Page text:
In 1887, Imre Kiralfy built an outdoor theater on Staten Island, N.Y. His first production was “Nero, or the Destruction of Rome,” which combined dance, music, visual spectacle, and mime. Reviews called it a gigantic, historical, biblical, dramatic, and musical spectacle. P.T. Barnum was in the audience one night and liked the event so much that he arranged with Kiralfy to add the show to Barnum’s upcoming tour around London. “Nero” was shortened slightly and integrated into Barnum and Bailey’s Greatest Show on Earth.
This program from the Olympia Theatre in Kensington assures the viewers that the circus will be “positively exhibiting in London only”. The Greatest Show on Earth (including “Nero”) played until 1890 and then, opened an even more lavish production in New York City. Other acts included a double drove of acting elephants (the greatest in both numbers and intelligence) and Bo Peep and her flock of trained sheep (Signora Stella’s flock of oddly trained American merinos).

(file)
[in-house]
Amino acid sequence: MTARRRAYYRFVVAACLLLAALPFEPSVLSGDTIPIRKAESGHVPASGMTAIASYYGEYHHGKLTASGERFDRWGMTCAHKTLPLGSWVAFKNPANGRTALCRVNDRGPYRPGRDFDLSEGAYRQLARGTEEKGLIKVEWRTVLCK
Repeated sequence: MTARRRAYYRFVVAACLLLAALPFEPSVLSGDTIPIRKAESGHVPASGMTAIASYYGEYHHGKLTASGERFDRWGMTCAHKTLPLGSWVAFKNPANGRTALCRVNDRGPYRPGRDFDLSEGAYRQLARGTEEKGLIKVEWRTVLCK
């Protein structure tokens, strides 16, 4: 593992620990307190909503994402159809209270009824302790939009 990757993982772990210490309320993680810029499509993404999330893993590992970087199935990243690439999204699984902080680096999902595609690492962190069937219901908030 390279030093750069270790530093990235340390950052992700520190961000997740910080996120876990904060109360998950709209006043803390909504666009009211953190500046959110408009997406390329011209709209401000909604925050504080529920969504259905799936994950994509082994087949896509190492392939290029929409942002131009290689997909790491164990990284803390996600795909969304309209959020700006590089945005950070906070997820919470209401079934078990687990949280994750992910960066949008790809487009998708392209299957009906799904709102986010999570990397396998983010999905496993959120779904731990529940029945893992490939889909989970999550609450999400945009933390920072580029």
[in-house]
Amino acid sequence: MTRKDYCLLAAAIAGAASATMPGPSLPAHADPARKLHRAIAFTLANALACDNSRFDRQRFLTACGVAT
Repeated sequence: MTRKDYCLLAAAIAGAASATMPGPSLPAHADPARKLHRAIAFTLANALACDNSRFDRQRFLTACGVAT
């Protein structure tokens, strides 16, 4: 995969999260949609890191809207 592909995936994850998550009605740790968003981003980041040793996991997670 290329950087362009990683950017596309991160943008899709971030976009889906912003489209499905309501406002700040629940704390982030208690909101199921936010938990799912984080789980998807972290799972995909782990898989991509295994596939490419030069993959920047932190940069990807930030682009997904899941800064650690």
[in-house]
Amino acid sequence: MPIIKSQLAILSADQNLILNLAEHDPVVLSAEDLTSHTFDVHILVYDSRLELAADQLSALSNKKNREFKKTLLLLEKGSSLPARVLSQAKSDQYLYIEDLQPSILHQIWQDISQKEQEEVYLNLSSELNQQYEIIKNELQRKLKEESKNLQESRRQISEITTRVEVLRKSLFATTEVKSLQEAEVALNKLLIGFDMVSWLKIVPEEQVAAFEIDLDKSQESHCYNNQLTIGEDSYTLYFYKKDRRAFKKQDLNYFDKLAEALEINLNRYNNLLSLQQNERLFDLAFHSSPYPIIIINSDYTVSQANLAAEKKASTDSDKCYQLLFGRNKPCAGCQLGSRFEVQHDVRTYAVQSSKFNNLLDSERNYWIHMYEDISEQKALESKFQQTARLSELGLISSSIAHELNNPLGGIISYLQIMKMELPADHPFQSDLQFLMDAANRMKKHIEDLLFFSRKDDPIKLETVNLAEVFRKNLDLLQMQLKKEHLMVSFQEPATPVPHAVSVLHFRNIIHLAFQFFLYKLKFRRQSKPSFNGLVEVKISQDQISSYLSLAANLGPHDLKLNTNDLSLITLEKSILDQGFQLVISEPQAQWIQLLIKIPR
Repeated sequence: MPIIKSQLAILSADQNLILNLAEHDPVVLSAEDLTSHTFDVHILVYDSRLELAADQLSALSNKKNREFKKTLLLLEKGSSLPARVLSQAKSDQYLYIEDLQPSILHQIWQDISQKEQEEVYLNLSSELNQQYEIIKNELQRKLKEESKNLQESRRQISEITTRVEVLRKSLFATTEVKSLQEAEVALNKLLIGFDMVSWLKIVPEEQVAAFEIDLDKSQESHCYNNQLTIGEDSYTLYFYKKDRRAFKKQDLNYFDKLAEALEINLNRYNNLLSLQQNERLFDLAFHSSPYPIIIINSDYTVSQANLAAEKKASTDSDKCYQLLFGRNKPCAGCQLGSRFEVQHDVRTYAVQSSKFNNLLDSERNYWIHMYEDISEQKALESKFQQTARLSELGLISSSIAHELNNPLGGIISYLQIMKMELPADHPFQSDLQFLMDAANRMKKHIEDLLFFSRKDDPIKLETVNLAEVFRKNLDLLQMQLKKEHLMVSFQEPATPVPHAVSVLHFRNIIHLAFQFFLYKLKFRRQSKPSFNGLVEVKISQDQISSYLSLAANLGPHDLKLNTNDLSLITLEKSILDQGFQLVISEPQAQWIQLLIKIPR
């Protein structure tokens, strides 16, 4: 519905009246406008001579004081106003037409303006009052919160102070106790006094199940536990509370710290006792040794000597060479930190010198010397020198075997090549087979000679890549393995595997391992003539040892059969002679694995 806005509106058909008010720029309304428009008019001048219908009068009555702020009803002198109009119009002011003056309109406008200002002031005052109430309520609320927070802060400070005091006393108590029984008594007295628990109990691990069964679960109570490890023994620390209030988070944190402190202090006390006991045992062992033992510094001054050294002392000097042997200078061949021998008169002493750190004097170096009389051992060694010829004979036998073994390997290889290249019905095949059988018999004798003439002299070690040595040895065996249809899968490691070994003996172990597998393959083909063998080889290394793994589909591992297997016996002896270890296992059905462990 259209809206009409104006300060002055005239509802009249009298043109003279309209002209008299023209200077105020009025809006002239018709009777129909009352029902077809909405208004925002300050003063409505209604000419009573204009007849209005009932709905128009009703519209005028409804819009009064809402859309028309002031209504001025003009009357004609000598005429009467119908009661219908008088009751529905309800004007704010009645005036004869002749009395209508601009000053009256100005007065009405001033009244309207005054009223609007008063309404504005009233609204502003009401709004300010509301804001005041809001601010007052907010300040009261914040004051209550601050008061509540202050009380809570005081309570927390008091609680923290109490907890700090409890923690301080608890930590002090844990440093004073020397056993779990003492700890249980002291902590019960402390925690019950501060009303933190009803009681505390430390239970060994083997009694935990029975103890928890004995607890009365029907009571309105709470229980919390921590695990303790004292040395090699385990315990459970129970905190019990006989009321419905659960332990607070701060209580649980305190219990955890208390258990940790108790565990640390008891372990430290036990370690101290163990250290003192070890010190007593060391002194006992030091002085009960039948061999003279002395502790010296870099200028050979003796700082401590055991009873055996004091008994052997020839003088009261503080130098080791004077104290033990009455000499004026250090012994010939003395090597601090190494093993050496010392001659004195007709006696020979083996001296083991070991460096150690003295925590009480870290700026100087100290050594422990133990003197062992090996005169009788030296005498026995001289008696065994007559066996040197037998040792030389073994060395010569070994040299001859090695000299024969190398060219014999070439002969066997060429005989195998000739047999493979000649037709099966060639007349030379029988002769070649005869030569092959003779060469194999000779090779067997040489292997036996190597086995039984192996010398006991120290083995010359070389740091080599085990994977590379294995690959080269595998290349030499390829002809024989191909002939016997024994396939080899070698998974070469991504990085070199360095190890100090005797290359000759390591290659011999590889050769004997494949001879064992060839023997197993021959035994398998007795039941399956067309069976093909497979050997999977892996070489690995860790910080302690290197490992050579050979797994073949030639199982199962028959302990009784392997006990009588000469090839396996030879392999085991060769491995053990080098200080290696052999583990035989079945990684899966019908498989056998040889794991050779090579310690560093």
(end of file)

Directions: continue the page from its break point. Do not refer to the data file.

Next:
For more information, see Margaret Malamud, “Roman Entertainments for the Masses in Turn-of-the-Century New York,” The Classical World 95, no. 1 (Autumn, 2001): 49-57.